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    $\begingroup$ @KeesTil If $k<\frac n2,$ then we have suitable Maclaurin series. If $k>\frac n2,$ then the factor $(1-p)^n$ provides the convergence. $\endgroup$ – Yuri Negometyanov Aug 11 '18 at 0:37
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    $\begingroup$ @KeesTil Yes, that's valid. Fortunately, $p$ and $1-p$ are the possibilities of the opposite events, whose designations can be changed for this task. $\endgroup$ – Yuri Negometyanov Aug 11 '18 at 19:10
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    $\begingroup$ @KeesTil I see that $S(p)=S(1-p).$ Please check this. Thanks for the useful comments. $\endgroup$ – Yuri Negometyanov Aug 11 '18 at 19:29
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    $\begingroup$ I don't get the last sentence where you day that the inner sums can be calculated via the de Moivre Laplace theorem. How can we do this, $q+1 \neq 1$. I use this definition btw: en.wikipedia.org/wiki/De_Moivre%E2%80%93Laplace_theorem $\endgroup$ – Kees Til Aug 12 '18 at 10:33

The expression looks very much like the Bernstein approximation of a function ($1-f(x)$) on $[0,1]$. But the argument (in fact the degree $n-2k$) of $log$ function ruins everything.

Here is a quick idea. Denote $$ y(p)=\sum_{k=0}^{n} {n \choose k} p^{k}(1-p)^{n-k} \log\left(1+\left(\frac{p}{1-p}\right)^{n-2k}\right). $$

Let us assume that we can represent $y(p)$ in the form $y(p)=\sum_{m=0}^\infty y_m p^m$, where $y_m$ are constants not depending on $p$.

Note that $y(p)=y(1-p)$. Let us consider the equation $$ y(p)+y(1-p)=f(p). \tag{eq1}\label{eq1} $$ Although we can write out the expression for $f(p)$, let us think that we don't know how $f(p)$ looks like. But for sure, $f(p)$ must satisfy $f(p)=f(1-p)$. It is know (see for example http://eqworld.ipmnet.ru/en/solutions/fe/fe1116.pdf) that equations like \eqref{eq1} have a solution, for example, $$ \tag{eq2}\label{eq2} y(p)=f(p) \sin^2({\pi p \over 2}). $$ By expanding $\sin^2({\pi p \over 2})$ into the Maclaurin series we get $$ y(p)=f(p) \sum_{m=1}^\infty {(-1)^{m+1} 2^{2m-1} \over (2m)!} {p^{2m} \pi^{2m} \over 2^{2m}}. $$

Let us assume that $f(p)$ is an analytic function i.e. $f(p)=\sum_{m=0}^\infty {f^{(m)}(0)\over m!} p^m$. By writing \eqref{eq2} in the series form we have: $$ \sum_{m=0}^\infty y_m p^m = \left ( \sum_{m=0}^\infty {f^{(m)}(0)\over m!} p^m \right ) \left ( \sum_{m=1}^\infty {(-1)^{m+1} \over (2m)!} {p^{2m} \pi^{2m} \over 2} \right ). $$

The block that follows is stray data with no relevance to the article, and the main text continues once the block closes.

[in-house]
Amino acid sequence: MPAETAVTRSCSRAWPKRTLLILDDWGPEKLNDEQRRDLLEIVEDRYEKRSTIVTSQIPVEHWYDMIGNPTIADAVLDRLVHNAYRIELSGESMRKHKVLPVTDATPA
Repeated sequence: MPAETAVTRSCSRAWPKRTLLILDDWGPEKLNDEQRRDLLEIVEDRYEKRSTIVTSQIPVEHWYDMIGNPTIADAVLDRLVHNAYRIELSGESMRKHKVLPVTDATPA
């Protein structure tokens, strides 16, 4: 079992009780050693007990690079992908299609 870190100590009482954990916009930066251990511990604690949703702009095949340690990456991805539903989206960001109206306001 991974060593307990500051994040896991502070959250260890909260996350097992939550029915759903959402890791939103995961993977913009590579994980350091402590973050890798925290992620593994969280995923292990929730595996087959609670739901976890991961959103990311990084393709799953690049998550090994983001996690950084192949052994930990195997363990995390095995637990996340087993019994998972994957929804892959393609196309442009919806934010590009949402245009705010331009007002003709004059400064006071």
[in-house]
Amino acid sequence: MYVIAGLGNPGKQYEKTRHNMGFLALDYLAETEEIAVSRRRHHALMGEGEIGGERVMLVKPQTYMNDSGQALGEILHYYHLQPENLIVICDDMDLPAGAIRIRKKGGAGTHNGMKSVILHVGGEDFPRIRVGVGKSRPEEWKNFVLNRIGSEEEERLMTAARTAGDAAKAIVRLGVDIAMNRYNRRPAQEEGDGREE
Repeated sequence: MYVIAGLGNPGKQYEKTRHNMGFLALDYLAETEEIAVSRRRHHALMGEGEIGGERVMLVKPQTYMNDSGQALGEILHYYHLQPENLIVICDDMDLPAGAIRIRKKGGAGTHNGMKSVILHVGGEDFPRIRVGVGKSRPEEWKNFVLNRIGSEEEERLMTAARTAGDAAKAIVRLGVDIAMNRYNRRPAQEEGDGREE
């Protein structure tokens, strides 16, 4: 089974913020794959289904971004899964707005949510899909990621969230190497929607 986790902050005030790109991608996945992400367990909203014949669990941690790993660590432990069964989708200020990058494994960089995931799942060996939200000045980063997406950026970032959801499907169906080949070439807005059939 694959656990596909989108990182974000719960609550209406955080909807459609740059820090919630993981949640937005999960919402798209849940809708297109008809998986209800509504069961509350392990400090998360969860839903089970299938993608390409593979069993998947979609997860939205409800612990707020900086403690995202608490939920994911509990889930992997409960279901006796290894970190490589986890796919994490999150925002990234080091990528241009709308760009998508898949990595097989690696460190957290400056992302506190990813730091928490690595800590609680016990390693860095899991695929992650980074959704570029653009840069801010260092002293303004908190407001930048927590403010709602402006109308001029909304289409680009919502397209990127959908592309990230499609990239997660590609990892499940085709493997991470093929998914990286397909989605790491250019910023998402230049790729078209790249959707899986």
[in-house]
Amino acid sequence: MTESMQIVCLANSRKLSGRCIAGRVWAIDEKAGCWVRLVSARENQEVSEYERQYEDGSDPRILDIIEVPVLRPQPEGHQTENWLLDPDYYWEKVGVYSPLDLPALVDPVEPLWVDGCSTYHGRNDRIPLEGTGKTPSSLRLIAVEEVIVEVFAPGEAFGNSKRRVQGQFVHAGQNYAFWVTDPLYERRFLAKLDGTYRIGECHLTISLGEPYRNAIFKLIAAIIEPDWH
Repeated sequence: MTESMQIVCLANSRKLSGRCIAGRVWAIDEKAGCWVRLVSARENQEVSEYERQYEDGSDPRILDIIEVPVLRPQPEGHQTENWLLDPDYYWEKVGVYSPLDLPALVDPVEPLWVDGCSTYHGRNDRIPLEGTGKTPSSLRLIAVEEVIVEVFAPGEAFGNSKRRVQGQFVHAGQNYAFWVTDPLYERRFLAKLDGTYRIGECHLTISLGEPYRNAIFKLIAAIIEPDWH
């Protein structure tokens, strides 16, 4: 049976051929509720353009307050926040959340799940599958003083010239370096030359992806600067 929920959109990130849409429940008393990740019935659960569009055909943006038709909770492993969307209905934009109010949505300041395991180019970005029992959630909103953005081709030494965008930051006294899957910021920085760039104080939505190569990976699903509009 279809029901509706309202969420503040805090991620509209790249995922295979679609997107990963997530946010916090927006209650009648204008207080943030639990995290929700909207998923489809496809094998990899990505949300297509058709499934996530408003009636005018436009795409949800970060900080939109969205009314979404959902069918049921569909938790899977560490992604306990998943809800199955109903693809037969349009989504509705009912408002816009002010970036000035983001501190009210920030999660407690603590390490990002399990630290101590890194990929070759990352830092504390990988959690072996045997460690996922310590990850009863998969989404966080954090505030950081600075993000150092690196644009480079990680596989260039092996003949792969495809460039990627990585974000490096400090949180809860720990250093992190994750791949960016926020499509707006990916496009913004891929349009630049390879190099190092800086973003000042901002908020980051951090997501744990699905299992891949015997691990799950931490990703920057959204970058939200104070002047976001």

From this relation it may be possible to find the expressions for $f^{(m)}(0)$ through $y_m$ by equating the coefficients at $p^m$. If this works out, we go back to the right part of \eqref{eq2} and try to find how many terms in the product $$ \left ( f^{(0)}(0) + f^{(1)}(0) p + f^{(2)}(0) {p \over 2} + \dots \right ) \left ( \sum_{m=1}^\infty {(-1)^{m+1} \over (2m)!} {p^{2m} \pi^{2m} \over 2} \right ). $$

yield the approximate value.

  • $\begingroup$ so i can't use this because of the "n-2k" term? $\endgroup$ – Kees Til Aug 7 '18 at 18:07
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    $\begingroup$ It is impossible (at least I don't see how) to use Bernstein approximation because of the (n-2k) degree. But the idea above is the one you can try. $\endgroup$ – rrv Aug 8 '18 at 5:21
  • $\begingroup$ I tried this method, however my terms were very complicated and i could not see something that was simplified. My Mathemathica code: A = FullSimplify[ Series[Sum[ Binomial[n, k]*p^k (1 - p)^(n - k) Log[2, 1 + (p/(1 - p))^(n - 2 k)], {k, 0, n}] , {p, 0, 2}]] B = FullSimplify[ Series[Sum[((-1)^(m + 1))/2 m!*(p^(2*m)*Pi^(2*m)/(2)), {m, 1, Infinity}], {p, 0, 2}]] $\endgroup$ – Kees Til Aug 8 '18 at 9:30

We can apply a method similar to this. Since the summand has a sharp peak around $k = n/2$, we can take an expansion valid for large $n$ and for $k$ close to $n/2$ and then, also due to the tails being small, extend the summation range indefinitely:

$$a_k = \binom n k p^k q^{n - k} \ln \left( 1 + \left( \frac p q \right)^{n - 2 k} \right), \quad q = 1 - p, \\ a_{n/2 + i} \sim \sqrt {\frac 2 {\pi n}} \left( 2 \sqrt {p q} \right)^n \left( \frac p q \right)^i \ln \left( 1 + \left( \frac q p \right) ^{2 i} \right), \\ \sum_{k = 0}^n a_k \sim \sqrt {\frac 2 {\pi n}} \left( 2 \sqrt {p q} \right)^n \sum_{i = -\infty}^\infty \left( \frac p q \right)^i \ln \left( 1 + \left( \frac q p \right) ^{2 i} \right), \\ n \to \infty, p \text{ fixed}, 0 < p < 1, p \neq \frac 1 2.$$

  • $\begingroup$ i don't really get it right now, but you now have a summation term from $-\infty$ to $\infty$, does that not make the computation expensive? $\endgroup$ – Kees Til Aug 11 '18 at 18:08
  • $\begingroup$ Depends on what your goal is. If $p$ is fixed, the sum over $i$ is a constant. $\endgroup$ – Maxim Aug 11 '18 at 18:17
  • $\begingroup$ can you write out the sum for fixed $p$, i don't see the solution directly $\endgroup$ – Kees Til Aug 11 '18 at 18:30
  • $\begingroup$ Do you mean a closed form? This infinite sum probably doesn't have one. $\endgroup$ – Maxim Aug 11 '18 at 18:45
  • $\begingroup$ too bad my p is not fixed so i dont think this will work for me :( $\endgroup$ – Kees Til Aug 11 '18 at 18:53